“I was pleasantly surprised to see 7-Eleven investing in a private-label line of cosmetics,” he said. “It’s a category that’s really important to women. It’s a category that’s really important to drugstores. ... Is there an opportunity for you to think about how you might tweak your assortment depending on how close you might be to a Rite Aid store that’s going to close down? Six hundred Rite Aid stores are going to close down in the next 18 months, so there’s an opportunity if you’re around those stores to think about how you recapture some of those trips that are going to be lost to them.”

7. Door to car, door to door, door to fridge

walmart amazon

Amazon may not be a big worry for c-stores as much as competitive foodservice retailers such as McDonald’s, Taco Bell or KFC, especially if those retailers are offering online ordering and delivery to consumers, according to Hale.

“A real race that you have to be concerned with is this whole new move from door to car, to door to door, to inside a home or inside a fridge,” he said. “Amazon is testing ways to get right inside your home and deliver products with its Amazon Key. Walmart is testing the fact that you can order online and have somebody get into your home and put products away in your refrigerator.”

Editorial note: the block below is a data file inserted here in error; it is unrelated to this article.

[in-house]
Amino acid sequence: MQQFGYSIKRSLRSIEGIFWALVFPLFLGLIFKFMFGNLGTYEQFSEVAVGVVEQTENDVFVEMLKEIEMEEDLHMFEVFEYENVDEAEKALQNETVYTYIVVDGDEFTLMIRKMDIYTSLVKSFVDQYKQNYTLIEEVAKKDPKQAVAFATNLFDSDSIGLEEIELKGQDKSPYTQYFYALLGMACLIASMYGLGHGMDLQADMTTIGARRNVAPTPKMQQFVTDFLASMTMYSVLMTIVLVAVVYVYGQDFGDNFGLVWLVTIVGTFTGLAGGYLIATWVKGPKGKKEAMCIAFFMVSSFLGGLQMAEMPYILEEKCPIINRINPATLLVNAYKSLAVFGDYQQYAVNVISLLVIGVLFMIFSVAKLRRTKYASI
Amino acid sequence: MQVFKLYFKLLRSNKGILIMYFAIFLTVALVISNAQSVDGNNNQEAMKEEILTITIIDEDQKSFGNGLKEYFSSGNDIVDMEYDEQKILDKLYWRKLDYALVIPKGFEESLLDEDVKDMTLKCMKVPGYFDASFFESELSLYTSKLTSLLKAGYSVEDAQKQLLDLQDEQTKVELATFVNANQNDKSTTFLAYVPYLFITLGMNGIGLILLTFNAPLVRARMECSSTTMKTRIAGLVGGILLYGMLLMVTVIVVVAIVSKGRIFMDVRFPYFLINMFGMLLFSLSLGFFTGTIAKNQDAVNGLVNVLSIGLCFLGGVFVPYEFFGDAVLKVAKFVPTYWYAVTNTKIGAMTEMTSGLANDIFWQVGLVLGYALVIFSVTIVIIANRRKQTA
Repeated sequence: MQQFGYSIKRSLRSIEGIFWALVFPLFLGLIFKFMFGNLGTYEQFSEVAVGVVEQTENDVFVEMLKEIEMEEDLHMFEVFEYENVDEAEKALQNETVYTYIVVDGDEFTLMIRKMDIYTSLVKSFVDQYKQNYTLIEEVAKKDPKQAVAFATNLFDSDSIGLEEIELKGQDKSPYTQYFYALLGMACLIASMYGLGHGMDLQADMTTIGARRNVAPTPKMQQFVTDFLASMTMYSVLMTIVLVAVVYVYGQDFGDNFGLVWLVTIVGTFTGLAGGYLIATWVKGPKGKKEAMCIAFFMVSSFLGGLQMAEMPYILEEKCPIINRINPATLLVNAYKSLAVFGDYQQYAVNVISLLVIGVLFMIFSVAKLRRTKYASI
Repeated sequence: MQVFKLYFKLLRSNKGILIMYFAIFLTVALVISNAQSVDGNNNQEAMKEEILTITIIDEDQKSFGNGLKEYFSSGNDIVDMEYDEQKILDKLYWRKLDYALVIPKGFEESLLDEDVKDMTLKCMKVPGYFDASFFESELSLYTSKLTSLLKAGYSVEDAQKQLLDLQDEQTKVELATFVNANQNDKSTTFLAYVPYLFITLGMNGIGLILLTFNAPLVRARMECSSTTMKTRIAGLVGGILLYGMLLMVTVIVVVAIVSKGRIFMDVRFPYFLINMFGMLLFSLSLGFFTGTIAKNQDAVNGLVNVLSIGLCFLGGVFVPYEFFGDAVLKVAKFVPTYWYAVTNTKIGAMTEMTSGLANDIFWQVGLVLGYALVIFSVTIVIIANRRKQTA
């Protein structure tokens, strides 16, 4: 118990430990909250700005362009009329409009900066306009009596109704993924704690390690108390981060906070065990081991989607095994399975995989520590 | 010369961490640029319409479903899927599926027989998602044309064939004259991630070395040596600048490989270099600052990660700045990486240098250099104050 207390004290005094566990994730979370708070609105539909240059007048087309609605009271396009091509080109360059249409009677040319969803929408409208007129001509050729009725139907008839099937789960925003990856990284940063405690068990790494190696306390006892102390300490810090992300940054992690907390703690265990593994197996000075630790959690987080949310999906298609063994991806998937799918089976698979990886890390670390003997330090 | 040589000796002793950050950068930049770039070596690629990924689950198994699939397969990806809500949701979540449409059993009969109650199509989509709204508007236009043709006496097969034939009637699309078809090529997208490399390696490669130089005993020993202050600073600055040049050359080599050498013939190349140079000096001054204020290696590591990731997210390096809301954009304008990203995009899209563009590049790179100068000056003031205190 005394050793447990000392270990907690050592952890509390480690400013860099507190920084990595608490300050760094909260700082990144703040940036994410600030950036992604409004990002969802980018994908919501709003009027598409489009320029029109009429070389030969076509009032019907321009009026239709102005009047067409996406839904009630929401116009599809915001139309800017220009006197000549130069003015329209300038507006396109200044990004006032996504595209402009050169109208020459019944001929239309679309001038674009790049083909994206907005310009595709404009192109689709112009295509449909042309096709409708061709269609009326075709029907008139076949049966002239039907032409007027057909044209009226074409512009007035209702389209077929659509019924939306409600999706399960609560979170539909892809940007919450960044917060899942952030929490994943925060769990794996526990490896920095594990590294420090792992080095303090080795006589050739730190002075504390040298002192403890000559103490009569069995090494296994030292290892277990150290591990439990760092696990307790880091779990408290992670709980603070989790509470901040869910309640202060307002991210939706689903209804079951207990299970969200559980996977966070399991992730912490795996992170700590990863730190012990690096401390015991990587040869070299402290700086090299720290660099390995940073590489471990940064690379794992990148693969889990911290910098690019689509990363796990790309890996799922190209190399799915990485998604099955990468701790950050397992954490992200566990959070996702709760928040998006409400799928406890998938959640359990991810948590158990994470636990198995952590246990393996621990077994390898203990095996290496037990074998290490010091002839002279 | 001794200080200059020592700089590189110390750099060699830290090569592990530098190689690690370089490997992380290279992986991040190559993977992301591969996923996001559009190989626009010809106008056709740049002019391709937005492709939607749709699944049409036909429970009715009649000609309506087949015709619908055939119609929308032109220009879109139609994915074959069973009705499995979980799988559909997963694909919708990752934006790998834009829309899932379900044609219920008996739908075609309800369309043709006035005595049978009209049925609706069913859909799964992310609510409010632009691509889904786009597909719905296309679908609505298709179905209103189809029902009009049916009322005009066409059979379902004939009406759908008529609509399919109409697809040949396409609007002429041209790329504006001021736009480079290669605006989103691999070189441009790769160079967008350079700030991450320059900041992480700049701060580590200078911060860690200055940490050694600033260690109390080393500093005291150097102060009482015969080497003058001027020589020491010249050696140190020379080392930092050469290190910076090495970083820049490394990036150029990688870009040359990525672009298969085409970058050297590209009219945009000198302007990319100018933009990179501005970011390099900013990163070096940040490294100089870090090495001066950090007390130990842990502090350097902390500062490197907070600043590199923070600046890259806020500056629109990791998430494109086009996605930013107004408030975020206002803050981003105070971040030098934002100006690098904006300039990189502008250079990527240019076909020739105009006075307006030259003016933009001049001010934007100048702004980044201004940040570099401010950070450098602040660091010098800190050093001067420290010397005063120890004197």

Both are opening or expanding grocery pickup sites, and small grocers are also experimenting with online ordering and pickup. And grocery delivery services such as Instacart and Shipt are catching on.

And today, while it’s still very much a niche business, there are also an abundance of meal-kit options such as Blue Apron, Hello Fresh and Plated. Amazon Go sells Amazon Meal Kits. Hale is not so bullish that these are going to be a big deal, at least for c-stores, because about a quarter of the people who buy these meal kits are gourmet cooks—not a big convenience-channel demographic.

More concerning to him is home delivery of meals by the likes of Grubhub and Uber Eats. A “big battle” is coming now with fast-food chains such as McDonald’s, KFC and Taco Bell investing in the $100 billion delivery market. There’s a lot of activity going on in this space, Hale said.

8. Strange bedfellows

employer health insurance

“We’re in a whole new game when it comes to merger-and-acquisition activity today,” Hale said. This activity is going to change the way retail works. He calls it “strange bedfellows.”

“Who would have thought that Target would have bought Shipt? Who would have thought that Campbell’s Soup would have bought a snack company, Snyder’s-Lance?” he said. “You’ve got CVS and Walmart talking with health insurance companies to create new complete business models.”

Hale said c-store retailers need to think about getting into and acquiring new businesses that may not have anything to do with c-stores, or that can complement existing c-store formats.